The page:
From the Editor

From the editor Week 2

A busy week. Nearly too busy. The Class of 2016, adjusting to their new roles as seniors, have been hit like a sledgehammer. Classes are harder than ever, and theses are being written at scratched wooden desks in dark corners of the library, at all hours of the night. Ironically, the year in which the most is requested of students on campus is also the one in which we have the least time to devote. Some students are taking the change fine. Others, worryingly, are already burning out.

The change is probably hardest on Wheaton’s student athletes, whose schedules demand that they work more than the rest of us. A freshman on the softball team will devote about 20 hours a week solely to the sport, leaving shockingly little time for study and homework. By comparison, when I applied to be editor of this newspaper, the commitment suggested on the application was 15 hours a week.

After a week of big, expanding news items, campus has quieted somewhat.

Despite that, the largest piece of news to come out is potentially a massive one; Provost Linda Eisenmann, who has led academics at Wheaton since 2009, will be stepping down at the end of the academic year. While she’ll remain a professor here, President Hanno’s announcement marks the departure of another major Crutcher-era figure. It’s yet another step in the slow turnover of top positions at Wheaton, as Hanno molds his most senior people in his image. Quick hires were Grant Gosselin, the dean of admission who Hanno brought in from Babson College, and Kate Kenny (formerly Kate McCaffrey), the dean of students and former director of Residential Life, who held onto the position in spite of a national search the administration conducted to find a new dean.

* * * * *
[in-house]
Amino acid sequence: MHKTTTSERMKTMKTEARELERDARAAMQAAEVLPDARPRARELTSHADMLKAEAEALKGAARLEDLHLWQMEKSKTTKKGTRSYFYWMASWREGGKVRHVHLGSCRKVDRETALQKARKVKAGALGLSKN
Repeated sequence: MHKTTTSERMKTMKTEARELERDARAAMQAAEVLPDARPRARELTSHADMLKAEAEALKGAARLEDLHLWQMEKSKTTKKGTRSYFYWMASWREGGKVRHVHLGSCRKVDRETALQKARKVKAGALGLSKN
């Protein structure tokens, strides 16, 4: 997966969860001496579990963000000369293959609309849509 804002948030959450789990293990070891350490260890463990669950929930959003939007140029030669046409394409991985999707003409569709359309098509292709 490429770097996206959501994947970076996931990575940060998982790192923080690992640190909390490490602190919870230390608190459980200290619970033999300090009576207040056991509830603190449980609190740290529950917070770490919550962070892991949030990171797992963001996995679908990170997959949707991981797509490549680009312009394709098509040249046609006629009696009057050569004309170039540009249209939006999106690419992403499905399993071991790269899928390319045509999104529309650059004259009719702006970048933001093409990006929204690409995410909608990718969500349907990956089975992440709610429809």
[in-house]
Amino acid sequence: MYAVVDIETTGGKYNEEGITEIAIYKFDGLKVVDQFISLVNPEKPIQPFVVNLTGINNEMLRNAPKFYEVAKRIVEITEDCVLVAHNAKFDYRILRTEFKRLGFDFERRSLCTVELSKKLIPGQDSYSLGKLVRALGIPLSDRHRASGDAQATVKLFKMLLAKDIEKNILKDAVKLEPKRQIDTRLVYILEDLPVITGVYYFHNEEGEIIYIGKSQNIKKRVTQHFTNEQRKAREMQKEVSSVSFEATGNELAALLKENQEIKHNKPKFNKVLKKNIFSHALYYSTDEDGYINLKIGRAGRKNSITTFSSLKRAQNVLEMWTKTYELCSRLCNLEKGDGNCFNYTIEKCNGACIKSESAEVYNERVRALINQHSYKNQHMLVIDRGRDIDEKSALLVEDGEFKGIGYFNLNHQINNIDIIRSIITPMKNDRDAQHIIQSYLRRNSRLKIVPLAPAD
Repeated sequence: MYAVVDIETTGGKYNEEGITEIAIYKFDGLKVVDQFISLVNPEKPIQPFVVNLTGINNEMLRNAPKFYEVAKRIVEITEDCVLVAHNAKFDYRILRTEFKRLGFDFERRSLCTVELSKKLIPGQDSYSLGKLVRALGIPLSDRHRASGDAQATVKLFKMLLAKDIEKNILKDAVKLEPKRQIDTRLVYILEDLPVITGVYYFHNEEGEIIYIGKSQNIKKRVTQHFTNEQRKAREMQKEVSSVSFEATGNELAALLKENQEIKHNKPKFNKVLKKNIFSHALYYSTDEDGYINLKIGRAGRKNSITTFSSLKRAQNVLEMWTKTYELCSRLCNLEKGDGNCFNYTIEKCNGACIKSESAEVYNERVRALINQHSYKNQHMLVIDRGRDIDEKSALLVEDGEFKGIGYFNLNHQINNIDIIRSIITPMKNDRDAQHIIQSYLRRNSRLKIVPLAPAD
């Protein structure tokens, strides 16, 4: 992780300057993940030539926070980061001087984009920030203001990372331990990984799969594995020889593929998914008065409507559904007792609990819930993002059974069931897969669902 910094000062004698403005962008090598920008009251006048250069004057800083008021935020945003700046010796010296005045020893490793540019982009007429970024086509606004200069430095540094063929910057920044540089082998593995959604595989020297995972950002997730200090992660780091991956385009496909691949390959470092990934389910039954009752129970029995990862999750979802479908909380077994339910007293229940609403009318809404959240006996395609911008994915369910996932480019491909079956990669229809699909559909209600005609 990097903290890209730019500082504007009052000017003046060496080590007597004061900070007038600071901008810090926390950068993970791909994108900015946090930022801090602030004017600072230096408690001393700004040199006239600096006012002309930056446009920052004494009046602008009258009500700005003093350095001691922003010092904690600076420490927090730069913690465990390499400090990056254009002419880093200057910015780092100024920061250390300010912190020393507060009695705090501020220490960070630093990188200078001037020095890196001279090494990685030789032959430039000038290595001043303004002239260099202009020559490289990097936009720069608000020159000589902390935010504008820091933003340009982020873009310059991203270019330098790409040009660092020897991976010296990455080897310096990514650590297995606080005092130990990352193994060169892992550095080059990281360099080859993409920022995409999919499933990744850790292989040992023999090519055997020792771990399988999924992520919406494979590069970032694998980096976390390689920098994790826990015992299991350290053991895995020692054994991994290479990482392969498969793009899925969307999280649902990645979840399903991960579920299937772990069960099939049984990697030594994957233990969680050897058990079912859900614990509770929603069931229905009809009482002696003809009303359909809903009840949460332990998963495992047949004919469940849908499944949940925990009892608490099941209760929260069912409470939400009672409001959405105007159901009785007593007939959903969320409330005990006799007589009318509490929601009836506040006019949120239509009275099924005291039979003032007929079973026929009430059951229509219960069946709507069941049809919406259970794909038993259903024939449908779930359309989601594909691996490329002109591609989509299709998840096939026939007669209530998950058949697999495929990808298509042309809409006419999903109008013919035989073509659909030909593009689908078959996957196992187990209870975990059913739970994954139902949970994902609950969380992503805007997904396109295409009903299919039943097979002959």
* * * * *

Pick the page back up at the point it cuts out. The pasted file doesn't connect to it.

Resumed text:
Gosselin replaced Gail Berson, a highly respected admissions head who was fired and quickly snapped up by Mount Holyoke College to do the same job. And Kenny was hired, at first temporarily, from Residential Life to replace the eccentric, controversial Lee Williams. Once the most public administration figure on Wheaton’s campus, Williams tended to take more heat from students than she deserved as a result. She left with Crutcher.

The provost is the chief academic officer of Wheaton. Among other jobs, she oversees Wheaton’s professors, the college’s greatest strength. That makes her succession different than the others Hanno has brought about. While Gosselin and Kenny brought radically different (and needed) approaches to their jobs, similar to Hanno’s own, the challenge here will be not to undo what has been done so well in the past.